Investing at all-time highs.
Sometimes markets seem to race from one high point to the next. At times like these, investors may face what some refer to as ‘psychological barriers to entry.’ They may question whether it’s the best time to put new money into the market. After all, investing at all-time highs means paying a price that no one has ever paid before – creating a seemingly guaranteed recipe for regret.
This kind of thinking is linked to trying to time the market.
Investors who do this try to avoid market highs and buy at market lows. But timing the market is almost impossible to get right. And, all-time highs are not uncommon – so you would be missing out on a lot of opportunity if you tried to avoid them. In fact, since 1950 the broad U.S. equity market has set 1,130 all-time highs along the path to its current level. That’s an average of over 16 every year.
New market highs are not as meaningful as some people may think.
Often they have to do with continued growth of the economy and corporate profits. While there are periods of time when the economy and markets slow down, over time improvements in productivity and innovation have continued to propel markets towards new highs. This can generate strong long-term results for investors, as long as they stay invested.
How you would have done if you had invested only at all-time highs?
Let’s imagine that you had invested at all the market highs in the S&P 500 Index from 1950-2019. Some would consider this the “worst” possible time to invest. But Market history shows your returns would be close to the average return of the index for one-, three- and five-year periods:
What’s more, this period covers some of the worst times in the stock market. This includes Black Monday (October 1987), the Tech Wreck of the early 2000s and of course the global financial crisis of 2008. Nevertheless, when markets are sitting near all-time highs, many investors still can’t help but feel a bit uneasy about putting new money to work. Some investors make the decision to remain in cash and wait for a large correction before they invest. However, often times a significant correction never comes, leaving the investor with the regret of missing out on investment returns. There’s no way of knowing what lies ahead in the near term. What history tells us is that stocks tend to move higher over the long term. New highs are a normal occurrence and don’t necessarily warn of an impending correction. They may in fact signal that further growth lies ahead.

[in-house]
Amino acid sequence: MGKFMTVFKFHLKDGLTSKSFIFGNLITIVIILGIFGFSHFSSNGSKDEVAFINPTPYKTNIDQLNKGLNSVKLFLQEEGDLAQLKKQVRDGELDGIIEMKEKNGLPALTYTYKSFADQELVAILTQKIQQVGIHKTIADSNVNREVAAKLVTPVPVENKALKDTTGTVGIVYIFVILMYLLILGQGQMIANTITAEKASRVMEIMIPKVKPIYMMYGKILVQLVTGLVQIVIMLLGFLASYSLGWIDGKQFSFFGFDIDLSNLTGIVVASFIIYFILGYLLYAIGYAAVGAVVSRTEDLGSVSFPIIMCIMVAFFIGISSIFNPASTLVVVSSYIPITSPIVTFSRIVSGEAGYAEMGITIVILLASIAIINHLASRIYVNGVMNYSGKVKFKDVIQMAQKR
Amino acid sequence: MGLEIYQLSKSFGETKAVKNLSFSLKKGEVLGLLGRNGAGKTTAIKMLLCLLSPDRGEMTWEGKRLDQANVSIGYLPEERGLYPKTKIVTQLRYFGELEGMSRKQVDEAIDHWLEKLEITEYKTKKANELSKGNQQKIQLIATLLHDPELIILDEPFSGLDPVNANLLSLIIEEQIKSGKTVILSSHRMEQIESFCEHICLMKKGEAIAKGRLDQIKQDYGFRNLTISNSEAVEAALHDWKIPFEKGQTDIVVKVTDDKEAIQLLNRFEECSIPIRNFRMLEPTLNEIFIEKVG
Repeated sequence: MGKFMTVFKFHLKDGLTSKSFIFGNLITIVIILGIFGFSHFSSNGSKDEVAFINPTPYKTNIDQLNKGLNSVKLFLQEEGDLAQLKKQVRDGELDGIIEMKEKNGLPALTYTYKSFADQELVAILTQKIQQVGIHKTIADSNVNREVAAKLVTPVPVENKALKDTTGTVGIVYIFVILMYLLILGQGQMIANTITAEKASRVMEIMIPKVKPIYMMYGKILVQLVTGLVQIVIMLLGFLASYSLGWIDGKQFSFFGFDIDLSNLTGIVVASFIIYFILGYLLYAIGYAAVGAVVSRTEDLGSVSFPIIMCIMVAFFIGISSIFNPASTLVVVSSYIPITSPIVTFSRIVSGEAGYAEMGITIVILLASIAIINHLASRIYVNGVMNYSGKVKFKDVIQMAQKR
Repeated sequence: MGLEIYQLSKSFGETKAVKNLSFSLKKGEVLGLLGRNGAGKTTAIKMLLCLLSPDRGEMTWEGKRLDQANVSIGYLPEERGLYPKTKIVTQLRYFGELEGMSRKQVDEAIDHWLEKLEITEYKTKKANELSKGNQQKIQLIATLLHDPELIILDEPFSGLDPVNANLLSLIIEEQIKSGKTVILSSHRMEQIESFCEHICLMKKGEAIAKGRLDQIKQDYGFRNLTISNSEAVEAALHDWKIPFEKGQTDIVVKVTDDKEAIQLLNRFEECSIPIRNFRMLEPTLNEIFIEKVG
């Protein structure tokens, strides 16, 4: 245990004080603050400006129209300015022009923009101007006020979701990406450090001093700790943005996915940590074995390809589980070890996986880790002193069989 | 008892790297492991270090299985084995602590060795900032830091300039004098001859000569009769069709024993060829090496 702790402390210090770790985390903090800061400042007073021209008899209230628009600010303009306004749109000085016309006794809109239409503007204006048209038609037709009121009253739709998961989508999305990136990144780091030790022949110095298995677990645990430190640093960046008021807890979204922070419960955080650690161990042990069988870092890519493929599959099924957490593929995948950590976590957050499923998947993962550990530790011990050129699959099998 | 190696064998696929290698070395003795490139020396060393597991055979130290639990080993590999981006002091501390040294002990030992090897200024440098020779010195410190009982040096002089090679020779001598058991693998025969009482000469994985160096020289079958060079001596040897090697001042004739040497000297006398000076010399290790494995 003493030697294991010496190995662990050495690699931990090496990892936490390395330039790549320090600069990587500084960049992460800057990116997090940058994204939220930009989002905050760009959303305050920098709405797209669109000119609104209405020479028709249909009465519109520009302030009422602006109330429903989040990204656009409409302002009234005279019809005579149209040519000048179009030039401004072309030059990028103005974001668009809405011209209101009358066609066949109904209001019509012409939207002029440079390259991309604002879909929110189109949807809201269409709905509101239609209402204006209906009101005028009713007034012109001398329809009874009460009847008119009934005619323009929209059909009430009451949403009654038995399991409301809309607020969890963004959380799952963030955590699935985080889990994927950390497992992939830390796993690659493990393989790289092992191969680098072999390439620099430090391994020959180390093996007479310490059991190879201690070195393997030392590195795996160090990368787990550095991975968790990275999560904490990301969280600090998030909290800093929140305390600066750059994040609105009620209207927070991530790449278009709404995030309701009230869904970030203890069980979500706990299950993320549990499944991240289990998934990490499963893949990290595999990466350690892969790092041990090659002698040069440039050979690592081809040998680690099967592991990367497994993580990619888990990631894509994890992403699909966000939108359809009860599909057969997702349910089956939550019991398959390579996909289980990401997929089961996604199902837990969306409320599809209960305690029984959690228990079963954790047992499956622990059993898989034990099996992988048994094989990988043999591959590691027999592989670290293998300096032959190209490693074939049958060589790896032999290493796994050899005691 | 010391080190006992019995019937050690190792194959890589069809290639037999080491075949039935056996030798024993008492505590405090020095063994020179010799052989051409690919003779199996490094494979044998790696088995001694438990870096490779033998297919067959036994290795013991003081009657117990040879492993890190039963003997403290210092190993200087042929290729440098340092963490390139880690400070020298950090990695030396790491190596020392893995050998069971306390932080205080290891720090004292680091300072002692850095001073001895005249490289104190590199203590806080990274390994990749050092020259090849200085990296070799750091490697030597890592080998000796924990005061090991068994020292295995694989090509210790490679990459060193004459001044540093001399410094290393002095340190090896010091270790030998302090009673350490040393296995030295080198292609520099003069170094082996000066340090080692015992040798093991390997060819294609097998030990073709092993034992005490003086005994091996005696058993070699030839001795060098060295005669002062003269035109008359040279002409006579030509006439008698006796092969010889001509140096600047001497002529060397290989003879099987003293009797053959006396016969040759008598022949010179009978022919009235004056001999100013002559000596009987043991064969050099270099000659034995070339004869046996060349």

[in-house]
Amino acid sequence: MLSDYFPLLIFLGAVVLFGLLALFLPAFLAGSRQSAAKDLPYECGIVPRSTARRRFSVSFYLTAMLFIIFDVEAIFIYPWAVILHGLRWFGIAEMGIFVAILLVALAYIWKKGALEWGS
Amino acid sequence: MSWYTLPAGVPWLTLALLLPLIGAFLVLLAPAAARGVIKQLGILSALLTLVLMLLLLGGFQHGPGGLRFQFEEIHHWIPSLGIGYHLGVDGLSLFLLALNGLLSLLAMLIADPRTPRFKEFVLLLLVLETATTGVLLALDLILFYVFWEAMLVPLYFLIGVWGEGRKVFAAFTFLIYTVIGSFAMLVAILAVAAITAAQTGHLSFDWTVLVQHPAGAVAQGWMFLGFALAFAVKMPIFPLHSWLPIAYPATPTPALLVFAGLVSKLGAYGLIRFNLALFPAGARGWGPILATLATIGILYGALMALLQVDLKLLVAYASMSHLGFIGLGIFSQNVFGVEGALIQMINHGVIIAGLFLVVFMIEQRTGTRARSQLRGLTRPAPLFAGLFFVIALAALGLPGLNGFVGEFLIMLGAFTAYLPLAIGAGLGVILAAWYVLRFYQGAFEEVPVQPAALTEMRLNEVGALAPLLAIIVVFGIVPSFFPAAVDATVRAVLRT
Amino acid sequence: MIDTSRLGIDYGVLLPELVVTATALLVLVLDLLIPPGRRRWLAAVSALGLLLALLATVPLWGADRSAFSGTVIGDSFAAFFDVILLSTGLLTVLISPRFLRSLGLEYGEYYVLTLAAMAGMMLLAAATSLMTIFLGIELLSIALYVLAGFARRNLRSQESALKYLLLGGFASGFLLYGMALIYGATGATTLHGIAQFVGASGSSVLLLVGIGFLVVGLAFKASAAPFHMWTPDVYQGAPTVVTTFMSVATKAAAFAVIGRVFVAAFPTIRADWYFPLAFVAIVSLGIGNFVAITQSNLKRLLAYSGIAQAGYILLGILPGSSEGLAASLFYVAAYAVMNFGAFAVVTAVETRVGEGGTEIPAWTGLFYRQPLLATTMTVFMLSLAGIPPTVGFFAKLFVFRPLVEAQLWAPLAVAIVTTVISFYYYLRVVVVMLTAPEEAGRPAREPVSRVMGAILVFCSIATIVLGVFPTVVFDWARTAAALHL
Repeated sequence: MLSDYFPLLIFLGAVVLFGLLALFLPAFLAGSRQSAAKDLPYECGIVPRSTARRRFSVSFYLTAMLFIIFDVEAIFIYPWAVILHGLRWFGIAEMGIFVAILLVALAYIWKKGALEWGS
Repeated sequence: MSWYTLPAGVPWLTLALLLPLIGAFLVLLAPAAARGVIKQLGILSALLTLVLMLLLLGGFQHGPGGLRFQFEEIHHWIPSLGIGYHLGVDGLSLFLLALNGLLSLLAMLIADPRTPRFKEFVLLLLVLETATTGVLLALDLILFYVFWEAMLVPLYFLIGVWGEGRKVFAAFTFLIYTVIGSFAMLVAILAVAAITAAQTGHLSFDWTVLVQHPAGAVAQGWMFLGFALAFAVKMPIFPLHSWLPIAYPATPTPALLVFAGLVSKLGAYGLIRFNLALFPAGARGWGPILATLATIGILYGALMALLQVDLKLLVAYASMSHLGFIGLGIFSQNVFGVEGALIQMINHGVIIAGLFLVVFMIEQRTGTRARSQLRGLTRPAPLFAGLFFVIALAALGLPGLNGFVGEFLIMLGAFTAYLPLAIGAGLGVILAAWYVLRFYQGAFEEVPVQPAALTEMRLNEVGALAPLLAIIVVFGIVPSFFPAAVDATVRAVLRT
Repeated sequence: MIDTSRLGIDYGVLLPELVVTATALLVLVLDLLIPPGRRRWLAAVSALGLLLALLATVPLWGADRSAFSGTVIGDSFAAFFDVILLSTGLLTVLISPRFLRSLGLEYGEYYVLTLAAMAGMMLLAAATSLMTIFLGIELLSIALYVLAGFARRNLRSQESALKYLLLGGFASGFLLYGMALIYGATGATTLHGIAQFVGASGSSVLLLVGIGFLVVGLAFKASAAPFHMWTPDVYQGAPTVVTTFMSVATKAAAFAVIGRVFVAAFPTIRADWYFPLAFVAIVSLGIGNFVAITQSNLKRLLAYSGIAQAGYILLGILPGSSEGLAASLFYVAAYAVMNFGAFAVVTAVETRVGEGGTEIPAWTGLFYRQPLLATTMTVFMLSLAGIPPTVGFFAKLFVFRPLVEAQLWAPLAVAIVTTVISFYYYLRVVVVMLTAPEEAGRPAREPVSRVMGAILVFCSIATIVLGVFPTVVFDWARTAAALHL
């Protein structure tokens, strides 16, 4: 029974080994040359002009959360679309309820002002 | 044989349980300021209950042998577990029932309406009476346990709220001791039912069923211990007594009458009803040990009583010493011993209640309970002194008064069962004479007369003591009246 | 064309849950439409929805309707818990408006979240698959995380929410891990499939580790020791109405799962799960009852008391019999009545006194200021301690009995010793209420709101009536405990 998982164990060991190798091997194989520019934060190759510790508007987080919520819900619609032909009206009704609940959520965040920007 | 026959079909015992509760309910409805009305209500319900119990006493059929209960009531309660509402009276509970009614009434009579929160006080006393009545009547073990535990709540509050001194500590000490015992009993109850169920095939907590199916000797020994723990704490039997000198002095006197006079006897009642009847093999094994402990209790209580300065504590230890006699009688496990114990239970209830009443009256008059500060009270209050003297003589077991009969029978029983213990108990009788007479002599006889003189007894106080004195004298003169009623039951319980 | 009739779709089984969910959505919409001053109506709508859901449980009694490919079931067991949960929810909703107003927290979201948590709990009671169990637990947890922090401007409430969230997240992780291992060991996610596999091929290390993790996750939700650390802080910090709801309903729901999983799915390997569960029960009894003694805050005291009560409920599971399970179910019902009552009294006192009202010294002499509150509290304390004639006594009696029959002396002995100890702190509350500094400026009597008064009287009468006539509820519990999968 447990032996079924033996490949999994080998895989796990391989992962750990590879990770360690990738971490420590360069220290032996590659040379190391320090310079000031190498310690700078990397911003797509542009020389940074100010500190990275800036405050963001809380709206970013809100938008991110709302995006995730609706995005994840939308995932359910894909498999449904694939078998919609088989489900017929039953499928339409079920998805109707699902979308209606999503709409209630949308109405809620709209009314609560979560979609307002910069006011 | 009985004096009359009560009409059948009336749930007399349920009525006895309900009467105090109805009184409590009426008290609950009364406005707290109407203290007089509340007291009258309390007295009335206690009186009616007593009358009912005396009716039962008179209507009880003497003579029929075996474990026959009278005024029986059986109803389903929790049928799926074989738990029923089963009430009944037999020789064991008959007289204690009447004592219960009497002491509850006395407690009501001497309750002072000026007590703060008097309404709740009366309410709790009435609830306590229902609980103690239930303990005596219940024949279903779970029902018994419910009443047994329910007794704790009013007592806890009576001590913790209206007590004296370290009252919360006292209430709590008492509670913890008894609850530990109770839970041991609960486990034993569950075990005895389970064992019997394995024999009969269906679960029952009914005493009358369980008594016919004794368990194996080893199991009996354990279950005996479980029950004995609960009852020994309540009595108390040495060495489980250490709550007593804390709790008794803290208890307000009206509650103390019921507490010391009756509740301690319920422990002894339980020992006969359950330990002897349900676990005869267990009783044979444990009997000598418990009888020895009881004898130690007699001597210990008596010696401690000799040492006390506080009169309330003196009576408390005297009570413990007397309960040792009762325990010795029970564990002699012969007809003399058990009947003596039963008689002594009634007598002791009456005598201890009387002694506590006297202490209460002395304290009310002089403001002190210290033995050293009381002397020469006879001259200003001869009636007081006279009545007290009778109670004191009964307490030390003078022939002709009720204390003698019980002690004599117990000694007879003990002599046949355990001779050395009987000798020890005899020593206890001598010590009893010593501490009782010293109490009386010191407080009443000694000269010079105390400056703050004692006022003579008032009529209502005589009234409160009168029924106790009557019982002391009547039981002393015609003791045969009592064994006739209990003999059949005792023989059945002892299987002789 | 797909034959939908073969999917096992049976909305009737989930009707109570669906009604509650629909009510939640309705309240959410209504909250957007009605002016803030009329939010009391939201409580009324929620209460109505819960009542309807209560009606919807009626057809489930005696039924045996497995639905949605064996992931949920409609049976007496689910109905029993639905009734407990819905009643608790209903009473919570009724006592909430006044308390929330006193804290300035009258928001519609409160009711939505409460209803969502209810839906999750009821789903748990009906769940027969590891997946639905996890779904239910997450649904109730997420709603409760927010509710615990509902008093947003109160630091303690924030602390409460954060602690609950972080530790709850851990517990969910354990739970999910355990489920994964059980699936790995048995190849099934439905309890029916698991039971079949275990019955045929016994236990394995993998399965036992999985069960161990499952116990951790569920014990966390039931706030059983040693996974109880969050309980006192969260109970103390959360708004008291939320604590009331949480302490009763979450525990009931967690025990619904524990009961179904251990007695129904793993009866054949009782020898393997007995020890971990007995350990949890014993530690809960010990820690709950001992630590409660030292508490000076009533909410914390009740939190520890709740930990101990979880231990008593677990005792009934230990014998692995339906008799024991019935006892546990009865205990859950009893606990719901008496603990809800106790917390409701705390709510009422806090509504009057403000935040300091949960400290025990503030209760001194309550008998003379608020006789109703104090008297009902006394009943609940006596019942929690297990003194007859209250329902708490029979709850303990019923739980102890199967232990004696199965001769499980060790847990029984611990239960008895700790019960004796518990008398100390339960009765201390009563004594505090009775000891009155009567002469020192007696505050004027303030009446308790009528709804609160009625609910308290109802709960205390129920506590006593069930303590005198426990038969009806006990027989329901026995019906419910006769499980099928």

Time in the market vs. timing the market
It’s important to understand that trying to time the market seldom works. Equity markets can get volatile in the short term, but over the long term they tend to rise. This means that an investor who stays in the market generally has a much higher probability of long-term success than one who tries to pick the perfect time to invest.
The lesson here is that investing at regular intervals is an effective and potentially less stressful approach to building wealth over the long run and during any type of market.